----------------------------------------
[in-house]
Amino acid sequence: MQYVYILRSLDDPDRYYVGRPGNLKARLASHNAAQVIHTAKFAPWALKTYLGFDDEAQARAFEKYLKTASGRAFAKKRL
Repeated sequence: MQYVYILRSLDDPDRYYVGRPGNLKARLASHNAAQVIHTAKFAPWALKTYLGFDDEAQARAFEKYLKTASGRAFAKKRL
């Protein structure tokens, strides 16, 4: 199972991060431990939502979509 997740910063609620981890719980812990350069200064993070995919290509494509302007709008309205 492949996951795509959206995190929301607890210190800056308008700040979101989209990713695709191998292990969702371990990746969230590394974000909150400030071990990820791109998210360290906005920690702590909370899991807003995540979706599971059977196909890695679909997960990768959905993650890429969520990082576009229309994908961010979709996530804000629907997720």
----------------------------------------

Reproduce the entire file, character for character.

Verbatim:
[in-house]
Amino acid sequence: MQYVYILRSLDDPDRYYVGRPGNLKARLASHNAAQVIHTAKFAPWALKTYLGFDDEAQARAFEKYLKTASGRAFAKKRL
Repeated sequence: MQYVYILRSLDDPDRYYVGRPGNLKARLASHNAAQVIHTAKFAPWALKTYLGFDDEAQARAFEKYLKTASGRAFAKKRL
């Protein structure tokens, strides 16, 4: 199972991060431990939502979509 997740910063609620981890719980812990350069200064993070995919290509494509302007709008309205 492949996951795509959206995190929301607890210190800056308008700040979101989209990713695709191998292990969702371990990746969230590394974000909150400030071990990820791109998210360290906005920690702590909370899991807003995540979706599971059977196909890695679909997960990768959905993650890429969520990082576009229309994908961010979709996530804000629907997720």